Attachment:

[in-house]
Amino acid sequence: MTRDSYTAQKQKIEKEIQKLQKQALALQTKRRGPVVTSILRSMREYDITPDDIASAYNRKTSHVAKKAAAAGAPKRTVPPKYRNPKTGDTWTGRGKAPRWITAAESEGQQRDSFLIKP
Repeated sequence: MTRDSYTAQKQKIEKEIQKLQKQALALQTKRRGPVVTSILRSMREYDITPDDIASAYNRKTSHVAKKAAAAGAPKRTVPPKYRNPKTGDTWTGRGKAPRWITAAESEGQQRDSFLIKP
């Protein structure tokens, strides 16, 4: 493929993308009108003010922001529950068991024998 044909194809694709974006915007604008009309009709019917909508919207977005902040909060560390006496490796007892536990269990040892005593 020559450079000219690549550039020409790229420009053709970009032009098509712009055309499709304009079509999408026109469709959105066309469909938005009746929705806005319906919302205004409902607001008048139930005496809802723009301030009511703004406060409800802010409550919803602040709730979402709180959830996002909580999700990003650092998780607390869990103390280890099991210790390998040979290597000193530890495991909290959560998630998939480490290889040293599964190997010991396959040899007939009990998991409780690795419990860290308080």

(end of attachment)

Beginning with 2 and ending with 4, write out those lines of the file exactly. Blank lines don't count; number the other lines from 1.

Amino acid sequence: MTRDSYTAQKQKIEKEIQKLQKQALALQTKRRGPVVTSILRSMREYDITPDDIASAYNRKTSHVAKKAAAAGAPKRTVPPKYRNPKTGDTWTGRGKAPRWITAAESEGQQRDSFLIKP
Repeated sequence: MTRDSYTAQKQKIEKEIQKLQKQALALQTKRRGPVVTSILRSMREYDITPDDIASAYNRKTSHVAKKAAAAGAPKRTVPPKYRNPKTGDTWTGRGKAPRWITAAESEGQQRDSFLIKP
């Protein structure tokens, strides 16, 4: 493929993308009108003010922001529950068991024998 044909194809694709974006915007604008009309009709019917909508919207977005902040909060560390006496490796007892536990269990040892005593 020559450079000219690549550039020409790229420009053709970009032009098509712009055309499709304009079509999408026109469709959105066309469909938005009746929705806005319906919302205004409902607001008048139930005496809802723009301030009511703004406060409800802010409550919803602040709730979402709180959830996002909580999700990003650092998780607390869990103390280890099991210790390998040979290597000193530890495991909290959560998630998939480490290889040293599964190997010991396959040899007939009990998991409780690795419990860290308080």